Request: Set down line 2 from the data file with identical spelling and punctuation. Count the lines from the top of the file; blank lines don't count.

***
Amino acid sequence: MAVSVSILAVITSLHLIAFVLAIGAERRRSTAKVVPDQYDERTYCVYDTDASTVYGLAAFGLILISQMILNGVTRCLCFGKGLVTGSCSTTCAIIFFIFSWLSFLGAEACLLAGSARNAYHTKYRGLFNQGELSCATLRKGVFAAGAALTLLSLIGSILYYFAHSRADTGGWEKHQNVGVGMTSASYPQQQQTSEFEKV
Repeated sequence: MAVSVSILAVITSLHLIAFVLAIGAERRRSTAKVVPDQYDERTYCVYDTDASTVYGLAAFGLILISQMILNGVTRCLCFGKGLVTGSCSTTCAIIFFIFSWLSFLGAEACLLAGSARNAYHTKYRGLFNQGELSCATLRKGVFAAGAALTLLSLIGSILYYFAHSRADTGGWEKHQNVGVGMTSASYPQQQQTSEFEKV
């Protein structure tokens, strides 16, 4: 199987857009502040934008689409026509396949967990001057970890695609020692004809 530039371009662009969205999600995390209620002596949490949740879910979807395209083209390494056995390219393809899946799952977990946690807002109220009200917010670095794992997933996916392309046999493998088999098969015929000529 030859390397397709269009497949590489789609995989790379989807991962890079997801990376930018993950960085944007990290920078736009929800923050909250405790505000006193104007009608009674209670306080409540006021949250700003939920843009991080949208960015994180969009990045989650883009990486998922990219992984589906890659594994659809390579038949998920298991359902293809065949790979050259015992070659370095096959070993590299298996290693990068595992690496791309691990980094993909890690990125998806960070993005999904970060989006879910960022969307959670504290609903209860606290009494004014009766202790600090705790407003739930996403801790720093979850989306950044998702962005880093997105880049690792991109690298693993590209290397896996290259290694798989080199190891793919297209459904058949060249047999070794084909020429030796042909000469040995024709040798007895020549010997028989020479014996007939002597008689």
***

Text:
Repeated sequence: MAVSVSILAVITSLHLIAFVLAIGAERRRSTAKVVPDQYDERTYCVYDTDASTVYGLAAFGLILISQMILNGVTRCLCFGKGLVTGSCSTTCAIIFFIFSWLSFLGAEACLLAGSARNAYHTKYRGLFNQGELSCATLRKGVFAAGAALTLLSLIGSILYYFAHSRADTGGWEKHQNVGVGMTSASYPQQQQTSEFEKV